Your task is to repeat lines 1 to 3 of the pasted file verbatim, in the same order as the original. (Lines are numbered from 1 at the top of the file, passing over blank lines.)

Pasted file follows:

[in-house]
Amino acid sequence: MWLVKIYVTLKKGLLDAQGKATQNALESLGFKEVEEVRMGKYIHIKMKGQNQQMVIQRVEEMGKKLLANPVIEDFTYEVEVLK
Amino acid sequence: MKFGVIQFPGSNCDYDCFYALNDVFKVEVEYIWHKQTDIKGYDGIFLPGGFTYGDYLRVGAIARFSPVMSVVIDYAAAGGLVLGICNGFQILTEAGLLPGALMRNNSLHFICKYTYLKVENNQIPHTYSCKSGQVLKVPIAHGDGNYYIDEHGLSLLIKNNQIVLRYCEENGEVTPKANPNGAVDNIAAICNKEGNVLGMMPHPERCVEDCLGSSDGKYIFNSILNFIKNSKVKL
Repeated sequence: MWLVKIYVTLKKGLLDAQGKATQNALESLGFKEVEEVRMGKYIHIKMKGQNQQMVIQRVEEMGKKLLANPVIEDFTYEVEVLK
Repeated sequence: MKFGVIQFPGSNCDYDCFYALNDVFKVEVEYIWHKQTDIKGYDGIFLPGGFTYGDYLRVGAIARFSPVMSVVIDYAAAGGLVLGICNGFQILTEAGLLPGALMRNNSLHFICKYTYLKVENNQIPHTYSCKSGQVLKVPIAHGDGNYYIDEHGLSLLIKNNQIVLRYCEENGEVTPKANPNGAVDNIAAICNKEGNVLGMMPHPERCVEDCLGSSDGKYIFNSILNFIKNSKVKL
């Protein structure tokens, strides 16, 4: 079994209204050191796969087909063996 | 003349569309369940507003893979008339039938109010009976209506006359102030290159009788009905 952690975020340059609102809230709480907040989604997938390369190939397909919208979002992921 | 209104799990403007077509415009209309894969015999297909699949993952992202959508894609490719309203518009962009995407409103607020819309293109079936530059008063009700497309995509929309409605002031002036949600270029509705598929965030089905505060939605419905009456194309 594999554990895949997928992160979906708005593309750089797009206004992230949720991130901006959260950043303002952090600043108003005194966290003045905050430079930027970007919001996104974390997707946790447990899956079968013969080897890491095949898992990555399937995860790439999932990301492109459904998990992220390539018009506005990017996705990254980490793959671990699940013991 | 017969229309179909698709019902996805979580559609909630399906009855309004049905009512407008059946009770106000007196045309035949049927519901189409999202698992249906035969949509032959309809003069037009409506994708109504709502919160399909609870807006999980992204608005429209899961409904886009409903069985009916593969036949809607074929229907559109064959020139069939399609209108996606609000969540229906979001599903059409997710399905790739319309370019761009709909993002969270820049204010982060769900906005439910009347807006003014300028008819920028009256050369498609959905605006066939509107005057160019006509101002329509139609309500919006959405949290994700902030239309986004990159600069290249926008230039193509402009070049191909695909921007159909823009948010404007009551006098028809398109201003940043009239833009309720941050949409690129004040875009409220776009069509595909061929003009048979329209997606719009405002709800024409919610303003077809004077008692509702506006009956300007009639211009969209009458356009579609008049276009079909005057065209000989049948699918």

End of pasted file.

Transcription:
[in-house]
Amino acid sequence: MWLVKIYVTLKKGLLDAQGKATQNALESLGFKEVEEVRMGKYIHIKMKGQNQQMVIQRVEEMGKKLLANPVIEDFTYEVEVLK
Amino acid sequence: MKFGVIQFPGSNCDYDCFYALNDVFKVEVEYIWHKQTDIKGYDGIFLPGGFTYGDYLRVGAIARFSPVMSVVIDYAAAGGLVLGICNGFQILTEAGLLPGALMRNNSLHFICKYTYLKVENNQIPHTYSCKSGQVLKVPIAHGDGNYYIDEHGLSLLIKNNQIVLRYCEENGEVTPKANPNGAVDNIAAICNKEGNVLGMMPHPERCVEDCLGSSDGKYIFNSILNFIKNSKVKL